Active weather for SoCal; NorCal mostly dry for forseeable future…

Filed in Uncategorized by on November 24, 2008 92 Comments

There finally seems to be a consensus building about the track and evolution of the cut-off low currently 800 miles southwest of CA. This low is rather large, and is drawing a stream of very moist subtropical air from a strong subtropical disturbance located 500 miles west of Baja CA. This subtropical moisture will have ample time to become significantly entrained by the southerly flow around the low. Deep southerly flow, combined with strong dynamic support and significant atmospheric instability as the low center approaches the coast and also as a result of the warm and moist tropical plume, will lead to widespread significant precipitation throughout Southern California from late Tuesday into Thursday morning. I do expect some flooding problems to arise, especially in burn areas. Intense precipitation is possible as there will be a good chance of thunderstorms and convective elements at times. There is some concern that these storms could become quite strong and train over the same areas for extended periods of time, leading to flash flooding. Rainfall may still be highly variable with this storm, but I do expect nearly all of SoCal to see 0.50 inches or more, with some favored slopes in the path of convective cells getting more than 5 inches. and evenĀ  some coastal areas seeing 1-2+ inches as a result of thunderstorms. Interestingly, NorCal will largely miss out on the rain from this system, with Sacramento looking to be the northward extent of any precip (unless a deformation band can pop out some scattered convection on the north/northest side of the low) with generally 0.25 inches or less, and nothing in Eureka.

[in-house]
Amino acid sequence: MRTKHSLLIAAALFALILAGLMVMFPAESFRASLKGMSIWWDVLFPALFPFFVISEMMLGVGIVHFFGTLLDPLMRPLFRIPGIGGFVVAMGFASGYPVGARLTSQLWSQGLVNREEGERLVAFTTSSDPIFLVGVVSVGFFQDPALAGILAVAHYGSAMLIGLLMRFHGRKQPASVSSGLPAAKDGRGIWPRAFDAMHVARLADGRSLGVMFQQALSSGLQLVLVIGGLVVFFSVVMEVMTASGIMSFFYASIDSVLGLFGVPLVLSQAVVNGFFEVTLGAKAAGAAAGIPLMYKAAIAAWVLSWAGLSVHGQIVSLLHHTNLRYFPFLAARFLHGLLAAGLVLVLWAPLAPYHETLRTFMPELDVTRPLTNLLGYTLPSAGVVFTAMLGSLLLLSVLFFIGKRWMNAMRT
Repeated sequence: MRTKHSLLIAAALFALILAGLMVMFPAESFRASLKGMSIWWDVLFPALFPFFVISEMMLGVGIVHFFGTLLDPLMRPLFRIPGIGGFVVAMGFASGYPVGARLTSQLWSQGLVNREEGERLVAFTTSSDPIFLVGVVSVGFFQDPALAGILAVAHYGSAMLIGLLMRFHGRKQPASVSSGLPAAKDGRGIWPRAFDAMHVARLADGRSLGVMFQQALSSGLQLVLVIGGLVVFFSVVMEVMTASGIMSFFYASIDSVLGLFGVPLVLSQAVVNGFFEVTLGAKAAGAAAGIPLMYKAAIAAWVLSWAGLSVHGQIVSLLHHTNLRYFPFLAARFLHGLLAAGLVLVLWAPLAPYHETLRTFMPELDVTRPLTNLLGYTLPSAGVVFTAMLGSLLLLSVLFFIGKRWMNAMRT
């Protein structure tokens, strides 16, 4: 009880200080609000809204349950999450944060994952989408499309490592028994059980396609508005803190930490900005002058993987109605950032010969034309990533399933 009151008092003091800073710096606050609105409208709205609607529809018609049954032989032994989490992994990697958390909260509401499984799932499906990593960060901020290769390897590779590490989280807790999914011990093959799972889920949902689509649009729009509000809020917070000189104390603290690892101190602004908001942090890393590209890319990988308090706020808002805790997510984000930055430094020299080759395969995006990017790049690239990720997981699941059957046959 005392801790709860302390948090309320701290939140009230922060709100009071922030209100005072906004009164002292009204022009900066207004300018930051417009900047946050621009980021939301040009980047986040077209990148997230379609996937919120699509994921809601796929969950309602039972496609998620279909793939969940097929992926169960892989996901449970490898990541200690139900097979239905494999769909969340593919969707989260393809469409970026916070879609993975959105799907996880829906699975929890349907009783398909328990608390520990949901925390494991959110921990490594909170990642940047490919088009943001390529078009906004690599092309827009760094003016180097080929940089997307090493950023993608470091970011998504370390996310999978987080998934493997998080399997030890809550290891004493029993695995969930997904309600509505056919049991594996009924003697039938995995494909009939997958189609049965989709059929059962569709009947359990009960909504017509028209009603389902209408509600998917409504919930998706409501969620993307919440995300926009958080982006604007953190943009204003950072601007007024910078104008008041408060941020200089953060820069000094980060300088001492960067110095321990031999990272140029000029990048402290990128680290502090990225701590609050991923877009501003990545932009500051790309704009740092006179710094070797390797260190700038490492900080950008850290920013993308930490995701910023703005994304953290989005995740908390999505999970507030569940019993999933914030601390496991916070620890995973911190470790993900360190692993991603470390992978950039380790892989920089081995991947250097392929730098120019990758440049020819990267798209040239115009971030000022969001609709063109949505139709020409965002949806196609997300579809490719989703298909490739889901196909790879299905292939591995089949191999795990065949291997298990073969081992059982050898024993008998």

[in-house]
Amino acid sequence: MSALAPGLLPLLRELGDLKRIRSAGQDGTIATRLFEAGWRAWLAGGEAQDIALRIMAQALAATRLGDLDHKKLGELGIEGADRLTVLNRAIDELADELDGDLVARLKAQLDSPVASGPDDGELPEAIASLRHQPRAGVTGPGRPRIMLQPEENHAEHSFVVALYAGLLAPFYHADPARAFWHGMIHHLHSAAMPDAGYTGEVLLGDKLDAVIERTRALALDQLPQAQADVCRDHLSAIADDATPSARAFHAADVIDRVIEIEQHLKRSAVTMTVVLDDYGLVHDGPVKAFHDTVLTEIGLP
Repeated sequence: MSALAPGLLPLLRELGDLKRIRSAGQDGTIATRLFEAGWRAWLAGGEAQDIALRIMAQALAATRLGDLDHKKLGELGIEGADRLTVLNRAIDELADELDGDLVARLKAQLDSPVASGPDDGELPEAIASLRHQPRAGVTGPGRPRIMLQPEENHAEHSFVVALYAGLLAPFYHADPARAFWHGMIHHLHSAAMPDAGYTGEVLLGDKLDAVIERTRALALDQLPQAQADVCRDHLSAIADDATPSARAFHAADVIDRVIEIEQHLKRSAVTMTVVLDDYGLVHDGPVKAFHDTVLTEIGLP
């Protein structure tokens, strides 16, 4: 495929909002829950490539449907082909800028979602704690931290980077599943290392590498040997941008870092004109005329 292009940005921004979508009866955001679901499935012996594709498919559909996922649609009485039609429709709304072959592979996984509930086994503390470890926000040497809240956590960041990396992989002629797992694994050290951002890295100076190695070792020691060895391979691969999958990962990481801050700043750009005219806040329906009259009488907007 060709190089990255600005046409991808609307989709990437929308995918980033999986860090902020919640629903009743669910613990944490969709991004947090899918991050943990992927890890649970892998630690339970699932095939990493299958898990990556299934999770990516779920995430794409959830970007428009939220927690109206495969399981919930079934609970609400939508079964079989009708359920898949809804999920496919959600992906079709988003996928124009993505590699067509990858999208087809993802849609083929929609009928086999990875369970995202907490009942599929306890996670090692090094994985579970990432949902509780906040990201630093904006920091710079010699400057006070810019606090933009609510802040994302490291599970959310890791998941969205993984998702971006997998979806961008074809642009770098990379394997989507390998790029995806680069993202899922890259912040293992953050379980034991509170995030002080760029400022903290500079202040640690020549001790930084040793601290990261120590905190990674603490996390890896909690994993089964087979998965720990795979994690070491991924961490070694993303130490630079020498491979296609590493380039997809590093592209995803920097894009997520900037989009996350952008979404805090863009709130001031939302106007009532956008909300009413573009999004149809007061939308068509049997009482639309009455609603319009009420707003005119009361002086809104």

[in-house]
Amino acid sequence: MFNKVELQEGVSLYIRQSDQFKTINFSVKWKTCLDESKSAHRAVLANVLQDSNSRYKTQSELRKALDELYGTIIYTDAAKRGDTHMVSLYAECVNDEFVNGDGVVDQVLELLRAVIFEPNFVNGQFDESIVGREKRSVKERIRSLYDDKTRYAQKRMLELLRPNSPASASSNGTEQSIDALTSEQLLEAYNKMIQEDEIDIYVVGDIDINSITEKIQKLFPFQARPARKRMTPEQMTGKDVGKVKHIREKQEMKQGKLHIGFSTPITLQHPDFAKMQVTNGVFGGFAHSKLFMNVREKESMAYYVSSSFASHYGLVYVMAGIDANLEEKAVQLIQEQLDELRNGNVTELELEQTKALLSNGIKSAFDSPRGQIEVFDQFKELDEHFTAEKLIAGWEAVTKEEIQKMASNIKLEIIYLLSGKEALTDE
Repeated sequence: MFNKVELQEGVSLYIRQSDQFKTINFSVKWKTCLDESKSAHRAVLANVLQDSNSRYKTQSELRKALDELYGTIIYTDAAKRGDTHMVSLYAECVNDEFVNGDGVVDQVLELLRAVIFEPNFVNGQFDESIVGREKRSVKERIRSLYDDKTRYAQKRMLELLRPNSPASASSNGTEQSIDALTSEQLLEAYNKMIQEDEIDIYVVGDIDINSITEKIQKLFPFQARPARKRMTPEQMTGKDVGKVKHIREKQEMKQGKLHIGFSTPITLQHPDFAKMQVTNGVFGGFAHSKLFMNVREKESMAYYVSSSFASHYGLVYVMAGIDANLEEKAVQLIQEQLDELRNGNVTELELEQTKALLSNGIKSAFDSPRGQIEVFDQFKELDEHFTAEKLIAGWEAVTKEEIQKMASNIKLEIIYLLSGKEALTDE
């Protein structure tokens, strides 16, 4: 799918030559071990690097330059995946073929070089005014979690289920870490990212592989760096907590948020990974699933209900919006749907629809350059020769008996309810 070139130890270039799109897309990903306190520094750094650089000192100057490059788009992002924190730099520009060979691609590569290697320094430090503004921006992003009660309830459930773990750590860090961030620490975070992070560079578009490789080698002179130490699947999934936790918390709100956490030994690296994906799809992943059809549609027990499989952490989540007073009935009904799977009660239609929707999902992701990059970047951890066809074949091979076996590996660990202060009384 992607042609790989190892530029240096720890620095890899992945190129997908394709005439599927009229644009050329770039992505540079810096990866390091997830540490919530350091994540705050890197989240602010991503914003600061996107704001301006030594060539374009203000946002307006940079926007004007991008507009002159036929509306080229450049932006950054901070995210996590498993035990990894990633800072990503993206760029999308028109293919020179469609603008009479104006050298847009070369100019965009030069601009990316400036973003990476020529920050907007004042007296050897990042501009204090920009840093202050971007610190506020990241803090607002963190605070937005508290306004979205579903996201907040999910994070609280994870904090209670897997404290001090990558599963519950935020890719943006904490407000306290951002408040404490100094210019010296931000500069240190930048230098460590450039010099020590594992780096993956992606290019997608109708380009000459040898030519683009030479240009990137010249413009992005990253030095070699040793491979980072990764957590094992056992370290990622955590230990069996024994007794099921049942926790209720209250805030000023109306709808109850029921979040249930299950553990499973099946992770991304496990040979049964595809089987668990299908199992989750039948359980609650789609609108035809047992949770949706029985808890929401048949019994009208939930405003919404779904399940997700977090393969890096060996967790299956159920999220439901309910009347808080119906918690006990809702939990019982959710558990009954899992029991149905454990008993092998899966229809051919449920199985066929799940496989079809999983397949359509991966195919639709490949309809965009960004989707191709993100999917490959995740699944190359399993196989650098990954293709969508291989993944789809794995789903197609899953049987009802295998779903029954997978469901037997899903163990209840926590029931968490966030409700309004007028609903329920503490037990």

The entire state will be drying out by late in the day on Thanksgiving, and conditions will be dry and mostly clear (with some possible offshore winds) for the following 1-2 weeks. This sort of pattern is looking increasingly dire for NorCal–we need rain, and we need it now! Unfortunately, there is none whatsoever on the horizon…

Stay tuned; this storm could be merely wet for SoCal, or potentially something somewhat more newsworthy.